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Bing’s Search Share Grows due to Wetlands near Anchorage, Alaska

Bing.com

In case you have not yet heard, Bing’s Search Share Grew in February and their Market Share was up for the Third Straight Month in a row. The 4% to 6% month over month growth in search traffic is pulling Bing an estimated search share of somewhere between 9% and 12% of all total monthly US searches.


There are many debatable reasons why Bing is growing, but to me the reason is clear:

The Wetlands near Anchorage, Alaska


Yea, that’s right. I said the Wetlands.


In Alaska.



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You may not understand it, but i’m right!


 
Why?


 
Alaska Wetland Content!


 
So, what kind of Alaska Content is there anyway?


 
Well, I’m glad you asked! There is…

Notice how I didn’t even mention Search content? That’s because interesting content comes in many different forms. In case you may have forgotten, Yahoo and AOL both turned free email into dominant search market shares in the good old days. Well, I suppose email and other content.


 
Still unconvinced? Here is my truth.


 

Bing Winter Olympic Homepage - February 25th 2010

Bing Winter Olympic Homepage - Feb 25th 2010

I have been drawn to Bing.com lately. In particular the daily interactive homepages. My interest started to rise during the Winter Olympics and has yet to drop. I’m actually finding my own interest in Bing, well, kind of interesting.


 
You see, I’ve been in search engine marketing for a number of years and during all that time rarely have I ever used MSN.com or Live.com. In fact I have probably searched Microsoft’s new search engine more this year than I have in all my other years combined.


 
Hummm… My searching habits have changed.


 
Take today for instance. I visited Bing for no other reason than to see what the new photo was. It turns out that it is of wetland lakes near Anchorage, AK. Cool. I have a couple of good clients in Alaska. One provides Alaskan vacation packages state wide and another Alaskan wilderness lodging in Palmer, AK, only 40 miles from Anchorage. Since this page was relevant to me it was easy to spend a few minutes interacting with it.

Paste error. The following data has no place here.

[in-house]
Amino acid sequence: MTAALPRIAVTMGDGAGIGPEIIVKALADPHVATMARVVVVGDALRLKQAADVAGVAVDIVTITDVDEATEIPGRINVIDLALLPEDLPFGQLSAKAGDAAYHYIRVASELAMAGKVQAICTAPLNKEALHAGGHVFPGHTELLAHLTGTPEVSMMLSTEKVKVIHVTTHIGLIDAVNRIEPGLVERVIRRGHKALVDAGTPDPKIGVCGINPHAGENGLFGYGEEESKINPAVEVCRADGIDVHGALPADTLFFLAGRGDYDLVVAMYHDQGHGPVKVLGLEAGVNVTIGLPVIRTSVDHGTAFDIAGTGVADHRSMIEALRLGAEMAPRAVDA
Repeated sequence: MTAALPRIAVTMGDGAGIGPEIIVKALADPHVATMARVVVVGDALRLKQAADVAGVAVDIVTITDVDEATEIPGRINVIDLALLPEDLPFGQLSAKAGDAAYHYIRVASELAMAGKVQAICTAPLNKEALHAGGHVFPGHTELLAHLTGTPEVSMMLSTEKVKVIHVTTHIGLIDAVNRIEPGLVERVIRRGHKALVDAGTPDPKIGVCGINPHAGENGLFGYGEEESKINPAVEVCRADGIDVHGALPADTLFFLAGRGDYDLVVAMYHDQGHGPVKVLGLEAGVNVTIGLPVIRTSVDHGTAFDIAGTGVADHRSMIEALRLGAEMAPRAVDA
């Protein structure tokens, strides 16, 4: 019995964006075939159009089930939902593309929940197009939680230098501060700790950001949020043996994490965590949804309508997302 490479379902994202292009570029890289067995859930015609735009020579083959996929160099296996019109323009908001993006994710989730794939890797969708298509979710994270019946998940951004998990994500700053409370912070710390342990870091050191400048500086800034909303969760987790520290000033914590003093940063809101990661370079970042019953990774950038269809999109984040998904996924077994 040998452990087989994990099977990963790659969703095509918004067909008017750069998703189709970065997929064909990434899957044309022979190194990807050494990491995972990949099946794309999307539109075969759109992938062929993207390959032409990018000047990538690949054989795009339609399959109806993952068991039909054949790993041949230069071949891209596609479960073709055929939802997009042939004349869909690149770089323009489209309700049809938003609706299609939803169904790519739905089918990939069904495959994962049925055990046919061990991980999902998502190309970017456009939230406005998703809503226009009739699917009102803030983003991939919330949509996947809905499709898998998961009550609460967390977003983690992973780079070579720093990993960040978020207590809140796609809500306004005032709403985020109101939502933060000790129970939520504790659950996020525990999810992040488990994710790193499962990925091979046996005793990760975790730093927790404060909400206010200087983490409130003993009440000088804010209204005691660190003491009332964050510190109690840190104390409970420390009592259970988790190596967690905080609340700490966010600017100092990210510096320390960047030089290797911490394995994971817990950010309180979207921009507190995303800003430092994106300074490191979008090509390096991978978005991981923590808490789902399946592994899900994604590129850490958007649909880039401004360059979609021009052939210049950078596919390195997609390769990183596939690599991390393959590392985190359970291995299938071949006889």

Guess what else happened? I searched.


 
They did it. Drew me in and got me to search!


 

Graumans Chinese Theater in Hollywood

Graumans Chinese Theater in Hollywood

Today wasn’t the only day that they provided a page I could connect with. Earlier in the week there was also the one of the hand and shoe prints in the cement courtyard of Grauman’s Chinese Theater in Hollywood. That one was on Sunday, the same day as the Oscars. Very timely and engaging.


 
Guess what kind of content they had for the Oscars? Yep, you guessed it, more timely and engaging content…

Now lets do some search query math.


 
Let’s say that I averaged, maybe 20 to 40 original, non-rank-checking/non-client-research/non-serp-comparison searches per year on MSN.com and Live.com during my 10 years in search prior to the Bing search engine launch in May of 2009. Since I did not like the MSN portal, and Live would crash my desktop from time to time, I can honestly say that 20-40 is a good range for queries of original and unique intent. Lets average that at 30 per year. Even while counting search queries that predate MSN.com’s in-house search engine, that only adds up to about 300 searches before Bing.


 
Now, for 2010, I would estimate my original Bing searches at 20-40 per month. Per month not per year. That’s roughly a 1,200% increase. It’s quite obvious that this is more than the actual increase that Microsoft has gained since Bing launched, but since Microsoft’s goal is to gain market share one point at a time, they are reaching that goal.


 
So there you have it. Bing search is growing and it’s all because of the Alaskan Wetlands! And now that one of Earth’s nature areas have been proven to help search, Al Gore and Ralph Nader have reason to rally Microsoft to their green crusade against global warming.

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